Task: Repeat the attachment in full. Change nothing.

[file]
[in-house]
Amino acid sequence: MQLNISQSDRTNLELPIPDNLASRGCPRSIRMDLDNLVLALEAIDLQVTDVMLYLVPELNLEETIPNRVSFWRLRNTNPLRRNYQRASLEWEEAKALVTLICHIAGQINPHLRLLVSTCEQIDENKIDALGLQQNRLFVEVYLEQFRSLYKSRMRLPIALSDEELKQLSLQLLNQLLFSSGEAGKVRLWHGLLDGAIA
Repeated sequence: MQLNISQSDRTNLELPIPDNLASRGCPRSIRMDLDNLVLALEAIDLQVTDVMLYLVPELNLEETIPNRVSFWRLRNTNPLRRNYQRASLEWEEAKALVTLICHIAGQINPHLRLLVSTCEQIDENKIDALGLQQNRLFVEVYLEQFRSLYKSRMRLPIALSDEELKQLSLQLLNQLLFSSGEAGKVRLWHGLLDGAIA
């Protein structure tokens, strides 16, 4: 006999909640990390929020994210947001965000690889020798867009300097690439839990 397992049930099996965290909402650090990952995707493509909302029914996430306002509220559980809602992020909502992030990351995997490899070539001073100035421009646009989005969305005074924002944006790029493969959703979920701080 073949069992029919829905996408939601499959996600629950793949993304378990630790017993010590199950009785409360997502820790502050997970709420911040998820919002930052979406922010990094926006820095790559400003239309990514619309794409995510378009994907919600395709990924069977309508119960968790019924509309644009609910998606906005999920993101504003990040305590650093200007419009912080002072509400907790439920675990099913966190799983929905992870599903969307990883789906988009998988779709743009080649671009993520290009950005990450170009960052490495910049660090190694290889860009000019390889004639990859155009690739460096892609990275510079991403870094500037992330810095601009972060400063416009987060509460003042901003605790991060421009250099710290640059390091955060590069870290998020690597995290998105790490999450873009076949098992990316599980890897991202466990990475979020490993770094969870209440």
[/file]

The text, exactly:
[in-house]
Amino acid sequence: MQLNISQSDRTNLELPIPDNLASRGCPRSIRMDLDNLVLALEAIDLQVTDVMLYLVPELNLEETIPNRVSFWRLRNTNPLRRNYQRASLEWEEAKALVTLICHIAGQINPHLRLLVSTCEQIDENKIDALGLQQNRLFVEVYLEQFRSLYKSRMRLPIALSDEELKQLSLQLLNQLLFSSGEAGKVRLWHGLLDGAIA
Repeated sequence: MQLNISQSDRTNLELPIPDNLASRGCPRSIRMDLDNLVLALEAIDLQVTDVMLYLVPELNLEETIPNRVSFWRLRNTNPLRRNYQRASLEWEEAKALVTLICHIAGQINPHLRLLVSTCEQIDENKIDALGLQQNRLFVEVYLEQFRSLYKSRMRLPIALSDEELKQLSLQLLNQLLFSSGEAGKVRLWHGLLDGAIA
């Protein structure tokens, strides 16, 4: 006999909640990390929020994210947001965000690889020798867009300097690439839990 397992049930099996965290909402650090990952995707493509909302029914996430306002509220559980809602992020909502992030990351995997490899070539001073100035421009646009989005969305005074924002944006790029493969959703979920701080 073949069992029919829905996408939601499959996600629950793949993304378990630790017993010590199950009785409360997502820790502050997970709420911040998820919002930052979406922010990094926006820095790559400003239309990514619309794409995510378009994907919600395709990924069977309508119960968790019924509309644009609910998606906005999920993101504003990040305590650093200007419009912080002072509400907790439920675990099913966190799983929905992870599903969307990883789906988009998988779709743009080649671009993520290009950005990450170009960052490495910049660090190694290889860009000019390889004639990859155009690739460096892609990275510079991403870094500037992330810095601009972060400063416009987060509460003042901003605790991060421009250099710290640059390091955060590069870290998020690597995290998105790490999450873009076949098992990316599980890897991202466990990475979020490993770094969870209440």